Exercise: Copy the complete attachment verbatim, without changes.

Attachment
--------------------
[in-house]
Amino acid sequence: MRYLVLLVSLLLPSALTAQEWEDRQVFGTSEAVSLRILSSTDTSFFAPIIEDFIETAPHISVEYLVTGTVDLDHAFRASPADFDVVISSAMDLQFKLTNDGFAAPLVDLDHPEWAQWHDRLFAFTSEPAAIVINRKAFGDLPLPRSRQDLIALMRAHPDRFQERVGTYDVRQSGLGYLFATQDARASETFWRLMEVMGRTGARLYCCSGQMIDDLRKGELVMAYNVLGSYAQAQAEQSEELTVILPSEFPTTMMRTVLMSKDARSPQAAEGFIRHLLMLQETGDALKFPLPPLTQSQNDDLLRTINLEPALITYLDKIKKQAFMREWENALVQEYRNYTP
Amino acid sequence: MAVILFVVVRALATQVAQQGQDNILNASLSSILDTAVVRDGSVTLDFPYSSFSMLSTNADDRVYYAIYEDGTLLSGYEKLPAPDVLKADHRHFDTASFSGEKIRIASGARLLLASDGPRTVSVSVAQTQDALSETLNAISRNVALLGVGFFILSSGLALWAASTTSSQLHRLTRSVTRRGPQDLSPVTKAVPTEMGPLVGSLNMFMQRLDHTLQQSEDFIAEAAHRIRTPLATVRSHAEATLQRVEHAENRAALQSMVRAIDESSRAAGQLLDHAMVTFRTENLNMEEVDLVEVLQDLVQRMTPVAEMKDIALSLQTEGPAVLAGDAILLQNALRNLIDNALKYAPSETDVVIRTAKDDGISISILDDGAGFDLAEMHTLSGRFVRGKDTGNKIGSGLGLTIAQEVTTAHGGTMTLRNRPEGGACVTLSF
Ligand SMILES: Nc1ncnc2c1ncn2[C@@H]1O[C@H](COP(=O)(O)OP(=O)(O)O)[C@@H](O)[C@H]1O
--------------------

[in-house]
Amino acid sequence: MRYLVLLVSLLLPSALTAQEWEDRQVFGTSEAVSLRILSSTDTSFFAPIIEDFIETAPHISVEYLVTGTVDLDHAFRASPADFDVVISSAMDLQFKLTNDGFAAPLVDLDHPEWAQWHDRLFAFTSEPAAIVINRKAFGDLPLPRSRQDLIALMRAHPDRFQERVGTYDVRQSGLGYLFATQDARASETFWRLMEVMGRTGARLYCCSGQMIDDLRKGELVMAYNVLGSYAQAQAEQSEELTVILPSEFPTTMMRTVLMSKDARSPQAAEGFIRHLLMLQETGDALKFPLPPLTQSQNDDLLRTINLEPALITYLDKIKKQAFMREWENALVQEYRNYTP
Amino acid sequence: MAVILFVVVRALATQVAQQGQDNILNASLSSILDTAVVRDGSVTLDFPYSSFSMLSTNADDRVYYAIYEDGTLLSGYEKLPAPDVLKADHRHFDTASFSGEKIRIASGARLLLASDGPRTVSVSVAQTQDALSETLNAISRNVALLGVGFFILSSGLALWAASTTSSQLHRLTRSVTRRGPQDLSPVTKAVPTEMGPLVGSLNMFMQRLDHTLQQSEDFIAEAAHRIRTPLATVRSHAEATLQRVEHAENRAALQSMVRAIDESSRAAGQLLDHAMVTFRTENLNMEEVDLVEVLQDLVQRMTPVAEMKDIALSLQTEGPAVLAGDAILLQNALRNLIDNALKYAPSETDVVIRTAKDDGISISILDDGAGFDLAEMHTLSGRFVRGKDTGNKIGSGLGLTIAQEVTTAHGGTMTLRNRPEGGACVTLSF
Ligand SMILES: Nc1ncnc2c1ncn2[C@@H]1O[C@H](COP(=O)(O)OP(=O)(O)O)[C@@H](O)[C@H]1O